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There are a number of books out there that look at the efficacy of drugs to treat psychiatric disorders. This book initially looks at the difference between normal and abnormal decision making and the neuroscience that defines the two. The truth is that we have a psychiatric establishment and powerful pharmaceutical lobby whose vested interest is to constantly redefine normal and bring out drugs that allegedly target chemical imbalances to ensure that "normal" is achieved using their product. As other reviewers have said there are assumptions within the book that all consciousness is just chemical in nature and as a result, the implication is that decision making is also wholly affected by the brain's chemistry at any one given moment in time. There are other questions that need to be asked: What do we mean by bad decisions? Why are those decisions bad? What makes a decision good? Whose perception is it that a decision is good or bad? What is the difference between concious and unconcious decision making? Whether this research can be used to effectively target specific neurochemistry to alter cognitive functioning with only positive benefit is a question I thought wasn't fully answered. It is an interesting, thoughtful and accessible work.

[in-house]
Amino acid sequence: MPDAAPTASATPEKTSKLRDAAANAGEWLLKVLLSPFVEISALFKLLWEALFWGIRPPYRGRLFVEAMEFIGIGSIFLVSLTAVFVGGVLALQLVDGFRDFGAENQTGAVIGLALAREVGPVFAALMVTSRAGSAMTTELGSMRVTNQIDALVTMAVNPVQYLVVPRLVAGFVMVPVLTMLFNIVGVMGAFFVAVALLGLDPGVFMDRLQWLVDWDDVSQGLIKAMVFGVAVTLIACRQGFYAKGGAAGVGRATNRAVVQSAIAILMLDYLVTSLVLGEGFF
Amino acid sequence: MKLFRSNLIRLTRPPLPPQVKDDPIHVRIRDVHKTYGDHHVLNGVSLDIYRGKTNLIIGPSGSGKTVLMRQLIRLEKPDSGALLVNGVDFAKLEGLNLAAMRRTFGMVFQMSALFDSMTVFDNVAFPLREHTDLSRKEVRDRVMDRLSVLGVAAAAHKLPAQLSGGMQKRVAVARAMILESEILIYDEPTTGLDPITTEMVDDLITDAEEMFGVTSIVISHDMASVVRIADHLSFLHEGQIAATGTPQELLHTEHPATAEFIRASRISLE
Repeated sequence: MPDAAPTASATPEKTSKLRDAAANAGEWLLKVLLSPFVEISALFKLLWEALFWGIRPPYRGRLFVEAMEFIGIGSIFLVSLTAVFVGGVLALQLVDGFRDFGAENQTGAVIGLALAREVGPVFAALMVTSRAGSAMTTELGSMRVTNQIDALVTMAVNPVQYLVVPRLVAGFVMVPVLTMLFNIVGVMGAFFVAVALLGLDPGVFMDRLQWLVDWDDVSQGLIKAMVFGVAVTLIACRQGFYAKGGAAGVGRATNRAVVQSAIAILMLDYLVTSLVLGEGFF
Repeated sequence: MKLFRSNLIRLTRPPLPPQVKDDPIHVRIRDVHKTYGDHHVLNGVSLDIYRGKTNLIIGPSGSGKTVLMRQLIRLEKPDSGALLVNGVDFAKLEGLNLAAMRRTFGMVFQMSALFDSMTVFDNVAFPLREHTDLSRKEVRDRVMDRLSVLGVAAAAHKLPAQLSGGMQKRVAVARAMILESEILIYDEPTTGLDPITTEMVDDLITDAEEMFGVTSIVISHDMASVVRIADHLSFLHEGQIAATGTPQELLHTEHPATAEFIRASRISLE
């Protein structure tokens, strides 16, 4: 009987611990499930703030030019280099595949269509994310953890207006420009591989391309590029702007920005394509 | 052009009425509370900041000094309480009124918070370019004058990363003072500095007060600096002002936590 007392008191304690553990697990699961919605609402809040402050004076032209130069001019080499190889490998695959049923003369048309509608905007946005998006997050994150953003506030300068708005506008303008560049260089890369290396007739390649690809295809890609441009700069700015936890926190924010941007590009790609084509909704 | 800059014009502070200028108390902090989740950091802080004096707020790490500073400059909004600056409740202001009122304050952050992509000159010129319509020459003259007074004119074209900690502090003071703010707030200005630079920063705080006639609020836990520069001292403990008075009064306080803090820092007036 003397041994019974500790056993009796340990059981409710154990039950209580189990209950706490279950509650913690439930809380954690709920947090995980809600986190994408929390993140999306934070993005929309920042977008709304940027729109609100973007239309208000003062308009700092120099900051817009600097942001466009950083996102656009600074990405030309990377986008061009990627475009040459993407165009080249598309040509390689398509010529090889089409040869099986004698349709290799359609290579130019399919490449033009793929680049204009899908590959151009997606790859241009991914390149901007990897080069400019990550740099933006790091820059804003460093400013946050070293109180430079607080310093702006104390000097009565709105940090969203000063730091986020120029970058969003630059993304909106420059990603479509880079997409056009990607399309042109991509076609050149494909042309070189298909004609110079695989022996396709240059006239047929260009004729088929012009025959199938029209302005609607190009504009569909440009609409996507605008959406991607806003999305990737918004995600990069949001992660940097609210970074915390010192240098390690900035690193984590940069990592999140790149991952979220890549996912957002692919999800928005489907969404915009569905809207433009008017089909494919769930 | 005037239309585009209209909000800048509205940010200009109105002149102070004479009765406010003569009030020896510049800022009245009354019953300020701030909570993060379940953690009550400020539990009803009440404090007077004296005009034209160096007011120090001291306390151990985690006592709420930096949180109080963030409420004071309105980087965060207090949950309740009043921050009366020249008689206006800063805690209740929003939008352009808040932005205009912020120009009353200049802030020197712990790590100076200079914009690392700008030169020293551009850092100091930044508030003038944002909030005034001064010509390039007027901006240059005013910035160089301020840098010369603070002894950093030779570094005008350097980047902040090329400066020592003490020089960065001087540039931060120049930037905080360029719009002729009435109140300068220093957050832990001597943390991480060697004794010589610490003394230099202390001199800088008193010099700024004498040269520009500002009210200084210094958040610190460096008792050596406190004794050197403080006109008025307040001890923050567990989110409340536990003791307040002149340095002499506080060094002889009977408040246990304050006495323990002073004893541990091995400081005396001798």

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4.0 out of 5 stars Bad Moves, 30 April 2014
By 
Clem Fandango (N Wales) - See all my reviews
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This review is from: Bad Moves: How decision making goes wrong, and the ethics of smart drugs (Hardcover)
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Author's, Barbara J Sahakian, a researcher in the fields of neurology and psychiatry and Jamie Nicole LaBuzetta,currently in residency training at the Harvard-affiliated hospitals in Boston, USA, have produced a fascinating study of the effects of taking narcotics on decision making and offer empirical neuroscience data to highlight their findings. Written in a straightforward and accessible style, Bad Moves will be of interest to both professionals within the field and those who are just interested in the area of research.